We made it back to town in time for a beer at Abu Georges before I went off to meet R. basically Maula rocks the socks of Sedanya.

*My excuse is R is closer to free at weekends.


I’m sat on the roof of my house, thinking that in some ways this is a great country in which to be a woman. The rooftops of the old city are the dominion of women and cats, and it’s beautiful. I’m watching the sunset behind church towers, and further away behind minarets. Soon the lights on Jebbel Qussan, Damascus’ mountain, will come on, it will get too cold to sit outside and Paul and Rami will take Sophia and me to some play. A friend of there is in it (we’ve met and exhausted our linguistic overlap) and Sophia, my newest housemate, is here to finish writing her Master’s thesis on theater. Paul is utterly charmed by the way she talks to herself in French while looking for the word in English and its too good an opportunity for him to pass. Now though it is official sunset and although most of the coulor has faded from the sky the muezzins are calling the faithful to prayer. I can look into the neighbor’s courtyards, into some of their rooms, but as I live in the Christian quarter I see no one praying. Next door to has an olive tree, but what is most appealing about sitting on the roof is the higgledy piggledy arrangement of houses. I can’t work out where the roads fit in. as chance would have it while I can see into all the neighbors only two sets of them can see into ours.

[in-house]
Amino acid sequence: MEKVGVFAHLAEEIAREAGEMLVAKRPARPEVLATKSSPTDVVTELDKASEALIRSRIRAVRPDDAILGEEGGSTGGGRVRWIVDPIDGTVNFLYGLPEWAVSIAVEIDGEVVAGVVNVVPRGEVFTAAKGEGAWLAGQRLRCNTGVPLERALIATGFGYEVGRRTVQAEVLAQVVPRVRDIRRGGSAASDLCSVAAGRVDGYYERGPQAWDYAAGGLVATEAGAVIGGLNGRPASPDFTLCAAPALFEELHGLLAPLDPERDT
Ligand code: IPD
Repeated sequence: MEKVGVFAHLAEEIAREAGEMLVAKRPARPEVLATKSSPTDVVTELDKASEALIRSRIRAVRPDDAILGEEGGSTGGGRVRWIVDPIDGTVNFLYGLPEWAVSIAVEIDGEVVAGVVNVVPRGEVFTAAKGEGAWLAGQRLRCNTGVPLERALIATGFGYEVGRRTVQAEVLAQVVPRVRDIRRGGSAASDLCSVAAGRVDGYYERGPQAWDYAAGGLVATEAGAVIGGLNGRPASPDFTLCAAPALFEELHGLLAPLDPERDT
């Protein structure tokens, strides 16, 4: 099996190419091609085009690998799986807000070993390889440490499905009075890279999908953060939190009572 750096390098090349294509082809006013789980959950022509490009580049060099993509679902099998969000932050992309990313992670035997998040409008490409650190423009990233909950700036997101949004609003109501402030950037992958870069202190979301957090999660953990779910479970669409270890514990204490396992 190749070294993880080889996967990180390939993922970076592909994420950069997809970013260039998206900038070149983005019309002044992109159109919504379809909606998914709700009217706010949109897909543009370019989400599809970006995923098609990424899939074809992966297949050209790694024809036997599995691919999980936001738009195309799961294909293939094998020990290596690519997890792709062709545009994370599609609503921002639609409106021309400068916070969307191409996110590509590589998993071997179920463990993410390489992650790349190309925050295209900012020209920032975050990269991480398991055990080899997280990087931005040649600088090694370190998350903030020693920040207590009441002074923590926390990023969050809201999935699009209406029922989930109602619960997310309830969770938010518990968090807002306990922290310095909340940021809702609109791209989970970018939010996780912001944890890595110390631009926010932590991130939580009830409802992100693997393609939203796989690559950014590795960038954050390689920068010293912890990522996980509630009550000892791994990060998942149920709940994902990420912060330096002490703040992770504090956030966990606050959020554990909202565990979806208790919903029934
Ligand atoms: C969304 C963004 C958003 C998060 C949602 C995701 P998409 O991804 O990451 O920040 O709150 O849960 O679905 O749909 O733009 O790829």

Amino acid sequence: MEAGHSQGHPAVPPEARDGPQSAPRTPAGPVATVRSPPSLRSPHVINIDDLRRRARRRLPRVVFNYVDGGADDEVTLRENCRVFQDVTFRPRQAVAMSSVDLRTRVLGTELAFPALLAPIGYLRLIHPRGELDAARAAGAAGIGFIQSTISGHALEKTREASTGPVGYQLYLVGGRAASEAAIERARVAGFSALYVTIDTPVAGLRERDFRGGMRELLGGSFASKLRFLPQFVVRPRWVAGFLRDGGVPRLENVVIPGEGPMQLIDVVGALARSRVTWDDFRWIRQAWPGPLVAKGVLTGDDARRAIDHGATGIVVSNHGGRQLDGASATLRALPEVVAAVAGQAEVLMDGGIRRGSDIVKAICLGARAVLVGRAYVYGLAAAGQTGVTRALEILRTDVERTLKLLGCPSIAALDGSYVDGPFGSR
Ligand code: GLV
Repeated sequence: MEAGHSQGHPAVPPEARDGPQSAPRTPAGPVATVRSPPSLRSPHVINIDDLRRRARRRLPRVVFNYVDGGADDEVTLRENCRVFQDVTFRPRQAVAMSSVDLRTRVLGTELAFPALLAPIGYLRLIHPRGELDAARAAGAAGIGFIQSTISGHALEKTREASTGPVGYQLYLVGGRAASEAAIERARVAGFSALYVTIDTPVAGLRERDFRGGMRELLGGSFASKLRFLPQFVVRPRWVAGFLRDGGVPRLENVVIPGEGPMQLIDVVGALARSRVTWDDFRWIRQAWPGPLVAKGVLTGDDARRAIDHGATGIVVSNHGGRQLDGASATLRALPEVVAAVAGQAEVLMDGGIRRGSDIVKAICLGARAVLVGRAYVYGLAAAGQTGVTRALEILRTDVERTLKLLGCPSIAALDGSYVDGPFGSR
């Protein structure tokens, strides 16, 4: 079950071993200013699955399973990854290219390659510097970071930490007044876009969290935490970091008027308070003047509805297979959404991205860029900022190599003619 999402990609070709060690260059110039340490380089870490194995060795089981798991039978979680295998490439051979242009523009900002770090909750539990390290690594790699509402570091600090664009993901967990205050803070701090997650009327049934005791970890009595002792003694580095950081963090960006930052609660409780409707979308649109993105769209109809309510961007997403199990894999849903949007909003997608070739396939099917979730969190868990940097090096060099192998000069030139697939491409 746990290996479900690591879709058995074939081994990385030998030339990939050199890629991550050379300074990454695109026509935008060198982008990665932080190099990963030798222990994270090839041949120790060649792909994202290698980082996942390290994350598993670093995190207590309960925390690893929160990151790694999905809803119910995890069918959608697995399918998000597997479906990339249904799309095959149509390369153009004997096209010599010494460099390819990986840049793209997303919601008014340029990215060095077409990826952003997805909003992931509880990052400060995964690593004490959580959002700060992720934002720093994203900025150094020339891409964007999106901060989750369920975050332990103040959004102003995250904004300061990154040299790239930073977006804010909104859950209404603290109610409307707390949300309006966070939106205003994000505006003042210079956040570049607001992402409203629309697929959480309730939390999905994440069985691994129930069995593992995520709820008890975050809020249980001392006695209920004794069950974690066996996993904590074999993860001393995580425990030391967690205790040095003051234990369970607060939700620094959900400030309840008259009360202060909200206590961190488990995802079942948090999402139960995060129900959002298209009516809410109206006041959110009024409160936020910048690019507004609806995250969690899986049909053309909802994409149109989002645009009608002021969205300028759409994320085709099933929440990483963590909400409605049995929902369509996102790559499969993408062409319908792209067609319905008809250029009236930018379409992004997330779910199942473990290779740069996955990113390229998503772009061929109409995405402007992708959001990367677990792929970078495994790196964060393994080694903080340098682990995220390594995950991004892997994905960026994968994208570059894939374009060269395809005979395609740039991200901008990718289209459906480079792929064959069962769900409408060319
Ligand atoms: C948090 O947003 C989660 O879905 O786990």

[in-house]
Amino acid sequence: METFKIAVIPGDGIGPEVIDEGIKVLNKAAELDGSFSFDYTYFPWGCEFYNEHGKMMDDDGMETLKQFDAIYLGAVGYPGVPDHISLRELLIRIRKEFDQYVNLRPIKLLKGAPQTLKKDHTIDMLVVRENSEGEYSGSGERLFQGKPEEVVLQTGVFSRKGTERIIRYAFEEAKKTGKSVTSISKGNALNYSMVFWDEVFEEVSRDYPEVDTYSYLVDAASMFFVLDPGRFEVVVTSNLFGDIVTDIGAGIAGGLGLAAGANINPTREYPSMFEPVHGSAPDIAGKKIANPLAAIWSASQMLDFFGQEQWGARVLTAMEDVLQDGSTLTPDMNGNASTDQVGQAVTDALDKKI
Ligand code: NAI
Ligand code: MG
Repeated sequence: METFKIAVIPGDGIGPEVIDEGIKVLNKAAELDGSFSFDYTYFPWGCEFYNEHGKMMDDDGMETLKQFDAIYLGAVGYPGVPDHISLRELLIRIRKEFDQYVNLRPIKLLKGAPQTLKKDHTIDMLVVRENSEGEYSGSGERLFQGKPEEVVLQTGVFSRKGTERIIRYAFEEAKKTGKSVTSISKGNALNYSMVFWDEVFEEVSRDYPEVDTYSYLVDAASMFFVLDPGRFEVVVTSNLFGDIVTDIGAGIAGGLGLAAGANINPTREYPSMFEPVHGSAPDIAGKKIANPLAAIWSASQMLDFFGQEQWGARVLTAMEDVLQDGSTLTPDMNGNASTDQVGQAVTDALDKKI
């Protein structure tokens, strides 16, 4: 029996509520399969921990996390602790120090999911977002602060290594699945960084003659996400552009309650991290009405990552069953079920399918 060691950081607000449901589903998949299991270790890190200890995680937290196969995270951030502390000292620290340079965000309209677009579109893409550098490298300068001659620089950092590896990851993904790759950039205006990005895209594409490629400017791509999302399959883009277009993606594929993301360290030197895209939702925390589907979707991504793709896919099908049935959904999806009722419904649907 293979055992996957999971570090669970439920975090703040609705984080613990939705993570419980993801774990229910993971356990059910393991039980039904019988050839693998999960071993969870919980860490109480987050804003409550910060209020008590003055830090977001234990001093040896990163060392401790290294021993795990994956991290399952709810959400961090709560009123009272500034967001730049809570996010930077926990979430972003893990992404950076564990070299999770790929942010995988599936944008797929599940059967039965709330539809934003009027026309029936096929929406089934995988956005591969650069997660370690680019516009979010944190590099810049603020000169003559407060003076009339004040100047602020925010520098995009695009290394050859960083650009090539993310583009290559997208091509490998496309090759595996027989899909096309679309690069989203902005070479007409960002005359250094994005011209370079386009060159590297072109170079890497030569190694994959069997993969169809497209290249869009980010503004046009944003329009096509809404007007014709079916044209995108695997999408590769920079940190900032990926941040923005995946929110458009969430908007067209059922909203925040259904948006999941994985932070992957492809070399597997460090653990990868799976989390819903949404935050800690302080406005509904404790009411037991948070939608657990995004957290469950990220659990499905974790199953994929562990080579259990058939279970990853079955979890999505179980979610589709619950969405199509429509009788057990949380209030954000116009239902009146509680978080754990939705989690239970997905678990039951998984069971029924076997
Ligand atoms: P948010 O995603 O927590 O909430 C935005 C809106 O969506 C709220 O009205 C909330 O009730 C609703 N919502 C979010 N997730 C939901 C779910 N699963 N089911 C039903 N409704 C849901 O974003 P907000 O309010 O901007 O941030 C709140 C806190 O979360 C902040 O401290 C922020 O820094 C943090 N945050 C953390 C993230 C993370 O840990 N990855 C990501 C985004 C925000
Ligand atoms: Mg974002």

My relative invisibility up here, combined both with the way I can see everything, and the way (consequently) none of the boys I live with are allowed up hear makes it an almost secret place, special at least. Its remarkably quite, it almost feels like I’m not in the city anymore.

Damascus has been here since before the dawn of time, and since before the dawn of time the rooftops have belonged to the women and cats.


Post script

Even by Syrian time the boys were late. The play had, for some unaccountable reason, started on time so we went to the Russian cultural center, laughed at the ‘art’ on display and played pool instead. Pauls excellent, Rami and I are intermittent and Sophias enthusiastic about this strange game she’d never played before. Paul wimped out at the critical moment, but has pretty much stopped beating himself up about it.